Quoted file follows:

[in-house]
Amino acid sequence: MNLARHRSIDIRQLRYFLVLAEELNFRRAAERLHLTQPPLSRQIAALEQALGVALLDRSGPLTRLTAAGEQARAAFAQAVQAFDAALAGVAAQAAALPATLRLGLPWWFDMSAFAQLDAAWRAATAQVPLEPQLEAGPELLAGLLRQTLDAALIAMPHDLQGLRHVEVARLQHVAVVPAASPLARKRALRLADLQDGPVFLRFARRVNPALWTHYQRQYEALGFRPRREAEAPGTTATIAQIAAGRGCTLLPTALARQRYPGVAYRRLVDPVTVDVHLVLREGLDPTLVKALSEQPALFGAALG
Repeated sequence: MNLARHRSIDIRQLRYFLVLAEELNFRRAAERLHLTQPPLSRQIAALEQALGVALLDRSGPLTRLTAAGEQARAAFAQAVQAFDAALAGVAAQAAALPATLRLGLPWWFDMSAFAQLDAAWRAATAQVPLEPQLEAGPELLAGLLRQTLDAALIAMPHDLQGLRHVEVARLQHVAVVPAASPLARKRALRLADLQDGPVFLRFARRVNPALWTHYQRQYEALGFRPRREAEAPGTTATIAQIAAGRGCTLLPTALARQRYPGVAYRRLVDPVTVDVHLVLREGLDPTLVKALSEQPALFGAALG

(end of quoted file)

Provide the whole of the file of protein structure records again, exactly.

[in-house]
Amino acid sequence: MNLARHRSIDIRQLRYFLVLAEELNFRRAAERLHLTQPPLSRQIAALEQALGVALLDRSGPLTRLTAAGEQARAAFAQAVQAFDAALAGVAAQAAALPATLRLGLPWWFDMSAFAQLDAAWRAATAQVPLEPQLEAGPELLAGLLRQTLDAALIAMPHDLQGLRHVEVARLQHVAVVPAASPLARKRALRLADLQDGPVFLRFARRVNPALWTHYQRQYEALGFRPRREAEAPGTTATIAQIAAGRGCTLLPTALARQRYPGVAYRRLVDPVTVDVHLVLREGLDPTLVKALSEQPALFGAALG
Repeated sequence: MNLARHRSIDIRQLRYFLVLAEELNFRRAAERLHLTQPPLSRQIAALEQALGVALLDRSGPLTRLTAAGEQARAAFAQAVQAFDAALAGVAAQAAALPATLRLGLPWWFDMSAFAQLDAAWRAATAQVPLEPQLEAGPELLAGLLRQTLDAALIAMPHDLQGLRHVEVARLQHVAVVPAASPLARKRALRLADLQDGPVFLRFARRVNPALWTHYQRQYEALGFRPRREAEAPGTTATIAQIAAGRGCTLLPTALARQRYPGVAYRRLVDPVTVDVHLVLREGLDPTLVKALSEQPALFGAALG